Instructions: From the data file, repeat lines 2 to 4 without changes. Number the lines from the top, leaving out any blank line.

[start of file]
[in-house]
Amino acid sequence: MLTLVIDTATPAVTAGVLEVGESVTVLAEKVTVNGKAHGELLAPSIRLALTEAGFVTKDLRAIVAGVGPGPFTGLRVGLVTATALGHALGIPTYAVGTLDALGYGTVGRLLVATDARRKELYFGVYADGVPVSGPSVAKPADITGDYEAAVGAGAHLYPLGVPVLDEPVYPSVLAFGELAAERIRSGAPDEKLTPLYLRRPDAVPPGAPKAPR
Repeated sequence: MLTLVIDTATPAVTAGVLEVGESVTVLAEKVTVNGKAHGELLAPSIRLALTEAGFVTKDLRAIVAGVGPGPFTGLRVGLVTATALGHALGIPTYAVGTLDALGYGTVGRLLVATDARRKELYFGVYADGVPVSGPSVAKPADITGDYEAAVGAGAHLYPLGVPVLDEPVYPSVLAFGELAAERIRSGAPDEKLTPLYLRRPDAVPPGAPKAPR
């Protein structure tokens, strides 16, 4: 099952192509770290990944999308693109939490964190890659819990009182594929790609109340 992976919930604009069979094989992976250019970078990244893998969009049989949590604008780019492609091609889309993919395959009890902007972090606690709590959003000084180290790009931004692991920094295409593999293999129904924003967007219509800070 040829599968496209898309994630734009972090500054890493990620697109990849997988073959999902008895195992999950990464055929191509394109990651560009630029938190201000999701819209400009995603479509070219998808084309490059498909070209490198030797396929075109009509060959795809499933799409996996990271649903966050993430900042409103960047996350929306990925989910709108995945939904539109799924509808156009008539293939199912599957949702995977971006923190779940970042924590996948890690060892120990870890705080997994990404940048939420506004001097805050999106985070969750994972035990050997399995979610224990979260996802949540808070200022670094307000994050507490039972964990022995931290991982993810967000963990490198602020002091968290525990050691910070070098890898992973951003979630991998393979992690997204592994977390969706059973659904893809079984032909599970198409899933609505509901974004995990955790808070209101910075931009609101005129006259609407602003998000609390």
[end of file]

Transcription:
Amino acid sequence: MLTLVIDTATPAVTAGVLEVGESVTVLAEKVTVNGKAHGELLAPSIRLALTEAGFVTKDLRAIVAGVGPGPFTGLRVGLVTATALGHALGIPTYAVGTLDALGYGTVGRLLVATDARRKELYFGVYADGVPVSGPSVAKPADITGDYEAAVGAGAHLYPLGVPVLDEPVYPSVLAFGELAAERIRSGAPDEKLTPLYLRRPDAVPPGAPKAPR
Repeated sequence: MLTLVIDTATPAVTAGVLEVGESVTVLAEKVTVNGKAHGELLAPSIRLALTEAGFVTKDLRAIVAGVGPGPFTGLRVGLVTATALGHALGIPTYAVGTLDALGYGTVGRLLVATDARRKELYFGVYADGVPVSGPSVAKPADITGDYEAAVGAGAHLYPLGVPVLDEPVYPSVLAFGELAAERIRSGAPDEKLTPLYLRRPDAVPPGAPKAPR
């Protein structure tokens, strides 16, 4: 099952192509770290990944999308693109939490964190890659819990009182594929790609109340 992976919930604009069979094989992976250019970078990244893998969009049989949590604008780019492609091609889309993919395959009890902007972090606690709590959003000084180290790009931004692991920094295409593999293999129904924003967007219509800070 040829599968496209898309994630734009972090500054890493990620697109990849997988073959999902008895195992999950990464055929191509394109990651560009630029938190201000999701819209400009995603479509070219998808084309490059498909070209490198030797396929075109009509060959795809499933799409996996990271649903966050993430900042409103960047996350929306990925989910709108995945939904539109799924509808156009008539293939199912599957949702995977971006923190779940970042924590996948890690060892120990870890705080997994990404940048939420506004001097805050999106985070969750994972035990050997399995979610224990979260996802949540808070200022670094307000994050507490039972964990022995931290991982993810967000963990490198602020002091968290525990050691910070070098890898992973951003979630991998393979992690997204592994977390969706059973659904893809079984032909599970198409899933609505509901974004995990955790808070209101910075931009609101005129006259609407602003998000609390």